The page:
Tag Archives: novella

‘The Wind That Lays Waste’ by Selva Almada: A Long and Humid Afternoon

A devoted man of God and his sullen teenage daughter are on the road to a church in a remote village when their car breaks down. They soon find themselves at the mercy of a grizzled mechanic who has sworn off religion and runs a garage alongside his wide-eyed son. Though the setting may be Argentina, the setup for Selva Almada’s latest novel, The Wind That Lays Waste (124 pages; Graywolf Press; translated by Chris Andrews), feels as though it could be plucked from the pages of revered Southern author Flannery O’Connor. But while Almada shares some of O’Connor’s subject …Continue reading

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Fringes of Despair: ‘Love’ by Hanne Ørstavik

The boldly and rather ironically named Love (125 pages; Archipelago Books), written by Norwegian author Hanne Ørstavik, was originally published in her native country in 1997. Twenty years later, it has now been translated into English by Martin Aitken and is being released in the United States by Archipelago Books, perhaps in part due to the steady demand here for dark, noir-like literature out of Scandinavia. Exploring many opposing themes, including hope, disappointment, longing, and unrequited love, the novella tells the story of Vibeke and her young son, Jon, who have recently moved to a secluded town in the northern …Continue reading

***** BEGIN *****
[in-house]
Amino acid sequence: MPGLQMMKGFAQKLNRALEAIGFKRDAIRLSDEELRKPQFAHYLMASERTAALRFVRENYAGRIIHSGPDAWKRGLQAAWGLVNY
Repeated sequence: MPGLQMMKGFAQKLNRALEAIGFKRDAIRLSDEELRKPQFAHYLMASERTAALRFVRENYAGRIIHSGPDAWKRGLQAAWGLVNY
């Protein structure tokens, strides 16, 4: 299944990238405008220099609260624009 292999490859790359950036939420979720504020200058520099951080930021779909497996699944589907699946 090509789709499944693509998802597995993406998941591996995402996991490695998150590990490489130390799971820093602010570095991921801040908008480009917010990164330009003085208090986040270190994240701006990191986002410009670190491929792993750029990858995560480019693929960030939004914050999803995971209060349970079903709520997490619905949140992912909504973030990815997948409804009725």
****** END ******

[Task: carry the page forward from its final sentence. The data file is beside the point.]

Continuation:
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On the Novel and the Novella, and Writing About Russia: Q&A with Josh Weil

Josh Weil, author of the 2009 novella collection The New Valley (Grove Atlantic) and a National Book Foundation “5 under 35” Award recipient, saw his first novel, The Great Glass Sea (Grove Atlantic), published this summer. Moving away from the stark landscape of the Appalachian Mountains valley of his novellas, Weil’s The Great Glass Sea takes place in a near-future Russia, one where giant stretches of farmlands are covered by an ever-expanding greenhouse lit by space mirrors, keeping the crops beneath in perpetual daylight for the sake of productivity in Russia’s new capitalist scheme. In this alienating and unforgiving setting, …Continue reading

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